At Strava, diversity and inclusion is more than just a thing to talk about — it’s something we put time and energy into. Grace Hopper Celebration 2018 is just one way we do this.

I’ve wanted to go to Grace Hopper Celebration for a long time. When I joined Strava this past spring, I was excited to learn that we had already committed to a booth for recruiting and would be taking some of our technical women along to attend the conference.

I’ve attended many conferences (I like them more than the average person) and have been to some pretty big events, but GHC 2018 was the largest conference I’ve ever attended. This came with a few downsides — long lines to get into sessions, challenges acquiring lunch. …


Welcome to the Vevo Product & Engineering Blog. We’ve dabbled with this format in the past, but our 2018 resolution is to share more with the greater engineering community. One way we’ll be doing this is by posting about things we learn, hard problems we’ve solved and occasionally open sourcing code. We’ll also share what has worked for us from a process perspective in our Product organization.

This first post aims to give you an understanding of how we build things at Vevo, both from a technical and a process perspective. For our first technical blog post, head over to…


Adapted from chapter 4 of Isomorphic Web Applications, discusses the React component lifecycle.

The code and examples in this article are part of a larger example app that is used through the Isomorphic Web Applications book. You can find the complete code in this github repo: https://github.com/isomorphic-dev-js/complete-isomorphic-example. Throughout the article, there will be instructions on how to check out specific branches in order to follow along and complete the code examples yourself.

Save 37% off Isomorphic Web Applications with code fccgordon at manning.com.

Component Lifecycle

As you probably know, sites that have user accounts require a login. Certain parts of the site will always be locked down, so that you can only view them if…


I recently finished reading Confessions of a Public Speaker by Scott Berkun because I’m ramping up to do more speaking at both work and at conferences this spring and summer. Overall, I found it be well written with good tips and perspectives on public speaking. I’d give it a 4.2/5.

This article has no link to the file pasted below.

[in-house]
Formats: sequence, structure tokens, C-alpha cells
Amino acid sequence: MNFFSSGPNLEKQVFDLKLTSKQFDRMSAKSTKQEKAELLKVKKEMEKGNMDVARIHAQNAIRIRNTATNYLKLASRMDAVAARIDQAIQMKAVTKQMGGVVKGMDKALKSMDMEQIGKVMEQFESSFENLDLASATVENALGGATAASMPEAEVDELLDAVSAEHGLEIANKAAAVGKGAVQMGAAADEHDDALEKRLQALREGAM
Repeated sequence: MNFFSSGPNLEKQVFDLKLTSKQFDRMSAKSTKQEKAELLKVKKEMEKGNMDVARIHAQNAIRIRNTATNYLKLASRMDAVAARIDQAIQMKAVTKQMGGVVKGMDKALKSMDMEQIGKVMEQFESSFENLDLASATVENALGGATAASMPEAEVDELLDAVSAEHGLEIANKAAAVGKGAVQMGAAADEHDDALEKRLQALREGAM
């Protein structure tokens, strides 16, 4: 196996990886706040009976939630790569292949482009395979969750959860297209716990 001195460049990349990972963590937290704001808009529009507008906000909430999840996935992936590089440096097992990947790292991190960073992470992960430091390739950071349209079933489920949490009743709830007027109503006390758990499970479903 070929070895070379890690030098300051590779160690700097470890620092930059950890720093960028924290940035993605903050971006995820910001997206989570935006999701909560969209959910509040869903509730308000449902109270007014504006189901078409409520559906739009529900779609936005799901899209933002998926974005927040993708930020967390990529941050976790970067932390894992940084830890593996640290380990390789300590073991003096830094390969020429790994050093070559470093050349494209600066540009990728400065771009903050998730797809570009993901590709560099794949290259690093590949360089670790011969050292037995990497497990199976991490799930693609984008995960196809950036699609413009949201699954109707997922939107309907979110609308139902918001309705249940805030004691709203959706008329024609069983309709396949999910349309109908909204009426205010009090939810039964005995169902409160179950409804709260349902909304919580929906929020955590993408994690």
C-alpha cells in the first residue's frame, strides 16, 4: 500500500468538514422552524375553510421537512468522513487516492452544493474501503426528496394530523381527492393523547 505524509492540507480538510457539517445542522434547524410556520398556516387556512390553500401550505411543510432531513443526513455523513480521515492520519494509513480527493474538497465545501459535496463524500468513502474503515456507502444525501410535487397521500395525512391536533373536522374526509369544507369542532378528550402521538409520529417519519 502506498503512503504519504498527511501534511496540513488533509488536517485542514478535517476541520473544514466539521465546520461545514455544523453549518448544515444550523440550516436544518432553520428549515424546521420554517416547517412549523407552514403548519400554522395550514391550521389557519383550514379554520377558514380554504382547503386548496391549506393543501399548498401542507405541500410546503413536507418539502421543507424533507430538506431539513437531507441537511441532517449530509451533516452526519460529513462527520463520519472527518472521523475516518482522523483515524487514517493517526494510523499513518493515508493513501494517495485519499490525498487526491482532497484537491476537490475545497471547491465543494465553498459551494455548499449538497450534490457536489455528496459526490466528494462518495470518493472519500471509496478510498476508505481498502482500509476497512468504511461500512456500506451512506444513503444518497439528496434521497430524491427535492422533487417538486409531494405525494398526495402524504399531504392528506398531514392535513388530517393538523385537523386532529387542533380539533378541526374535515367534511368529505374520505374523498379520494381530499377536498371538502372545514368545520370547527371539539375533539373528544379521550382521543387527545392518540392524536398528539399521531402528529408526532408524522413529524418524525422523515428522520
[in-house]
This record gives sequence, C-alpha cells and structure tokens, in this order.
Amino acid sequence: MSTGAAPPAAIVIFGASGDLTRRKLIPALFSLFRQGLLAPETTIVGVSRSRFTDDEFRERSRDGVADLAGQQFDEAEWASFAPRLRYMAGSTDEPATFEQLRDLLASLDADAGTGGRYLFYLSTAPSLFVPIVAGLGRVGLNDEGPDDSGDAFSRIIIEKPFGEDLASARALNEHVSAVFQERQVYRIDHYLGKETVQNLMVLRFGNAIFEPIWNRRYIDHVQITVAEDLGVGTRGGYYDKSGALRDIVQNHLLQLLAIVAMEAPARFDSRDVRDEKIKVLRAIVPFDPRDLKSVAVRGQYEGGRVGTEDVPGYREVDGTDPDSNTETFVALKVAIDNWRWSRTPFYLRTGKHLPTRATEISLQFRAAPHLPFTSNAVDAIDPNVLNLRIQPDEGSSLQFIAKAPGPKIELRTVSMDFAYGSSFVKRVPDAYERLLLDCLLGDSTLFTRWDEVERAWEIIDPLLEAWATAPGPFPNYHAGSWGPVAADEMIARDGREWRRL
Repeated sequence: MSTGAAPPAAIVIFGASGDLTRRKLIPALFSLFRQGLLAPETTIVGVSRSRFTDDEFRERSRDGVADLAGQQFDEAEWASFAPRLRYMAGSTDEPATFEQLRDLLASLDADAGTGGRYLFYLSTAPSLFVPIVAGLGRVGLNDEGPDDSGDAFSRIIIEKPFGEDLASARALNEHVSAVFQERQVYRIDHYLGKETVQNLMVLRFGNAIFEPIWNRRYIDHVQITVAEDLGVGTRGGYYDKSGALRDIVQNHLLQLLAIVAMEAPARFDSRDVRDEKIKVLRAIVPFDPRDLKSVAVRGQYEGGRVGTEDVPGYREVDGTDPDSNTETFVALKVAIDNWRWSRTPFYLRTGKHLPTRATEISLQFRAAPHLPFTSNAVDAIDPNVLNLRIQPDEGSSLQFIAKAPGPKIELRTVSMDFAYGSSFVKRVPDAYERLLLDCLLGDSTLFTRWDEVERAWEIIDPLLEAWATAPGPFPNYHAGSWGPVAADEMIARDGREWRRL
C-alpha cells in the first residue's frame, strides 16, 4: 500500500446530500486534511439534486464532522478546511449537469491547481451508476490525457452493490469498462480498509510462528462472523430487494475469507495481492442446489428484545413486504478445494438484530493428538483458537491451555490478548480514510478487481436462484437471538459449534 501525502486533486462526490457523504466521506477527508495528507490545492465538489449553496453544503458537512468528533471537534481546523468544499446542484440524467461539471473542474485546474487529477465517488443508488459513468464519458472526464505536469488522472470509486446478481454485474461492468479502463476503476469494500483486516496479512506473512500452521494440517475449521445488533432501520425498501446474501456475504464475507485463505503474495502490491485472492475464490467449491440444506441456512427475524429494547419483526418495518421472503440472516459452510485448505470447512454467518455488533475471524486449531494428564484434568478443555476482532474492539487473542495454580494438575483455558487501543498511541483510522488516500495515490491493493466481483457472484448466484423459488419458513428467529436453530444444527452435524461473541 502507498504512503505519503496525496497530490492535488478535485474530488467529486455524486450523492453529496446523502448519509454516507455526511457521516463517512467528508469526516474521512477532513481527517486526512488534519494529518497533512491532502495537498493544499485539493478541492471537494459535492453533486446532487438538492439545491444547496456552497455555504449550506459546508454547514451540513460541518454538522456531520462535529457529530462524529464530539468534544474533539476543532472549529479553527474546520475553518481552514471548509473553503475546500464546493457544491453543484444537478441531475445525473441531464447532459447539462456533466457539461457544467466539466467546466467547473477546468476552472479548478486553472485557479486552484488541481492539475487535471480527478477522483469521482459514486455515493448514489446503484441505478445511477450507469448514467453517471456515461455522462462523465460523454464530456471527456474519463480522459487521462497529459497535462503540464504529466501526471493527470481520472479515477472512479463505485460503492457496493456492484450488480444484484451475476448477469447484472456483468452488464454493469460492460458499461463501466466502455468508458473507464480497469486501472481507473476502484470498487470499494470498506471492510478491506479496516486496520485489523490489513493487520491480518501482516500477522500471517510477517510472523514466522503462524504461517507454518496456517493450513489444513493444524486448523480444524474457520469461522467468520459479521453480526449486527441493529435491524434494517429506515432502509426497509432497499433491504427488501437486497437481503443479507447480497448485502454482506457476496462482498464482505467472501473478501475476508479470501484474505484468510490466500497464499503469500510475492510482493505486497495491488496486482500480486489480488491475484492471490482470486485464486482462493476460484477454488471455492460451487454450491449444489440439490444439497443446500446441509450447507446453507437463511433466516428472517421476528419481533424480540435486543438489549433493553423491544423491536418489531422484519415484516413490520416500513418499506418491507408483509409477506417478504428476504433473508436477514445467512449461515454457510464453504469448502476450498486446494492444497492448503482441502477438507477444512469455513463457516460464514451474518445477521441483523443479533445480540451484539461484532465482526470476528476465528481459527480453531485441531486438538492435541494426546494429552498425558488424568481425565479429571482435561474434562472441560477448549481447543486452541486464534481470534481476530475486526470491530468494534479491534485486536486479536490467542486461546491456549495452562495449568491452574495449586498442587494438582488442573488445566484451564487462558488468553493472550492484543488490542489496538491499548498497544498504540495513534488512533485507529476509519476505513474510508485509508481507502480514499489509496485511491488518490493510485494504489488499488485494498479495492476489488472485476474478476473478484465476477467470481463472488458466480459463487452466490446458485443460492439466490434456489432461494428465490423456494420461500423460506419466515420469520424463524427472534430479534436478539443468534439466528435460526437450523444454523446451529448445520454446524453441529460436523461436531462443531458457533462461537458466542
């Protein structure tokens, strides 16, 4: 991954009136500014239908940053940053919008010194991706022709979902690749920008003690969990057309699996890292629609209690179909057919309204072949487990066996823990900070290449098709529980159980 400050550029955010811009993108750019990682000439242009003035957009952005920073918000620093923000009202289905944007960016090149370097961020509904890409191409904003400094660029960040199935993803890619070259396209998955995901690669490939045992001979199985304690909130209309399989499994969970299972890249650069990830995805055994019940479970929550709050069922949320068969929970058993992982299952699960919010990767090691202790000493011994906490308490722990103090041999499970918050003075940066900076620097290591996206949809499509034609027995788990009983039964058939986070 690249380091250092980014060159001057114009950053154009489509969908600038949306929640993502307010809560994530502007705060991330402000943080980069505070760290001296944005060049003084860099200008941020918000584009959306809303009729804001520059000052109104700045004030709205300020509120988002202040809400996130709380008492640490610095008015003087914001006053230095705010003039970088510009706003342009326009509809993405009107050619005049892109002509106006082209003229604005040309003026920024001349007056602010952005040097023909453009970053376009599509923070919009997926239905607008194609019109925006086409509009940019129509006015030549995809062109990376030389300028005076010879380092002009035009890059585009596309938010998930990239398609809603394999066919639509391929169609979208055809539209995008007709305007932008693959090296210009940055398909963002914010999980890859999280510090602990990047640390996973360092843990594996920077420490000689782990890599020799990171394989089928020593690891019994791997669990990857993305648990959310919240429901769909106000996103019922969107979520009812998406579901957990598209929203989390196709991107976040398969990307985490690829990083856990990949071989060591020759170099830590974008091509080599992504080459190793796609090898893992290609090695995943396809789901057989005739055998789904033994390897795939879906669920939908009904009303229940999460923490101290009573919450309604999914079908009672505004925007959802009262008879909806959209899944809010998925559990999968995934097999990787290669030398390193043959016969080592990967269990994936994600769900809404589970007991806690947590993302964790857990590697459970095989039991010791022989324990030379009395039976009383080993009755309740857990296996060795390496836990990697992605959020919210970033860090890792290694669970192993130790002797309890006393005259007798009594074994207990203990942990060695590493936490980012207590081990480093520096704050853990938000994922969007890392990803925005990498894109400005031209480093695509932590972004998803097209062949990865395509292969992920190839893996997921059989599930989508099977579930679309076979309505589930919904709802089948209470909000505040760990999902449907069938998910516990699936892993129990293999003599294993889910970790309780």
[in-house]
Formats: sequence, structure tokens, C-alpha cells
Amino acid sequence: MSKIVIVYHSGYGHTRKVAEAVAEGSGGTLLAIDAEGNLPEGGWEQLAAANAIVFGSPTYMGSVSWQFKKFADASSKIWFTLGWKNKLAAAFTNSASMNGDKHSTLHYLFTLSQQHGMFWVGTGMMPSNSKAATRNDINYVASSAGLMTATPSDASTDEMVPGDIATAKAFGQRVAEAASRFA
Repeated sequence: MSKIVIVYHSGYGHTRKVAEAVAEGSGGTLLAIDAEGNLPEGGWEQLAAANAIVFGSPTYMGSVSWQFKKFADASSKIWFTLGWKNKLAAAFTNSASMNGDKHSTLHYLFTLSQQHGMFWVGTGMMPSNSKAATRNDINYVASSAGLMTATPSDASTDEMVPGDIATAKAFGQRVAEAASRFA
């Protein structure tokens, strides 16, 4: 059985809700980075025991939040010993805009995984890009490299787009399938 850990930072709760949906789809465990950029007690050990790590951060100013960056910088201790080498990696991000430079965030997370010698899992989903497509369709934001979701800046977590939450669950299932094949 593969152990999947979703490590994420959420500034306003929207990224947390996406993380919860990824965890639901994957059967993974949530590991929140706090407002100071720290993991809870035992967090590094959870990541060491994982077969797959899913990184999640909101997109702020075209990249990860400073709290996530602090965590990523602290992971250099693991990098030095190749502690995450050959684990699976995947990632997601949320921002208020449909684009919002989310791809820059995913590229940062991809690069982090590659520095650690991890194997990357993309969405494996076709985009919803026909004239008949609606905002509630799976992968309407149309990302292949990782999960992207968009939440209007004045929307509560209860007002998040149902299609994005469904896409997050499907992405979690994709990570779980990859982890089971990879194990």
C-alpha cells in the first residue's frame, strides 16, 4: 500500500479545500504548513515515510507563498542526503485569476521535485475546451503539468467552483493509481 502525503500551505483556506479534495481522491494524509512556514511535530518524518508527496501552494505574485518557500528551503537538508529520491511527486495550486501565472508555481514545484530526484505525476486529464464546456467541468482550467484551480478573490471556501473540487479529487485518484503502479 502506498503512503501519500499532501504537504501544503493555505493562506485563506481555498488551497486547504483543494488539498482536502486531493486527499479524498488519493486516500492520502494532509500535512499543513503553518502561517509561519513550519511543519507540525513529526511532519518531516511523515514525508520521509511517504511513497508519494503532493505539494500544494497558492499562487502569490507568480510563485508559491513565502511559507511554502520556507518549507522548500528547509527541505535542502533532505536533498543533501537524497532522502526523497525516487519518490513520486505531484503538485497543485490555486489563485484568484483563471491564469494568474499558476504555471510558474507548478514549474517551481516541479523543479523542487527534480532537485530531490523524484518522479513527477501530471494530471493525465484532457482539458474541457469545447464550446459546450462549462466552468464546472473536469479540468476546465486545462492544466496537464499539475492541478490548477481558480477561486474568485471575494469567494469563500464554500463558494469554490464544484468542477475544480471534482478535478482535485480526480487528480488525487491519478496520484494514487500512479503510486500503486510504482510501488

My only criticism is that the author is overly self-deprecating at times. While some of these moments make him more relatable, I found the quantity to be unnecessary.

If you want to get better at public speaking, this book is a great starting point.

Here are 5 highlights: new things…


Even as a teenager, I knew that someday I would live in San Francisco. I’ve long felt a connection to this city — a place that is unique, diverse, exciting and pulsing with life.

Upon moving here (returning to the bay area after living in Denver), I discovered that San Francisco is also a divided city. Divided between the have and the have nots, the techies and non techies. Much has previously been written on this topic so I won’t belabor this point.

I work in tech. I am part of the haves — a privileged group that can afford…


This article has been excerpted from Isomorphic Development with JavaScript

Isomorphic Web App Overview

To understand what an isomorphic web app is, we’re going to use an example web app called All Things Westies. On this site, you can find places to adopt a Westie (West Highland White Terrier, a small white breed of dog). You can also get information about Westies, purchase dog supplies and buy products featuring Westies (socks, mugs, shirts, etc.). Because this is an ecommerce app, we care about having a good Search Engine Optimization (SEO) presence and we want our customers to have a great experience using the app.

How it works

Elyse Kolker Gordon

Senior Engineering Manager, Growth @ Strava, author isomorphic web applications. Speaker, web dev & manager of humans. Always learning.

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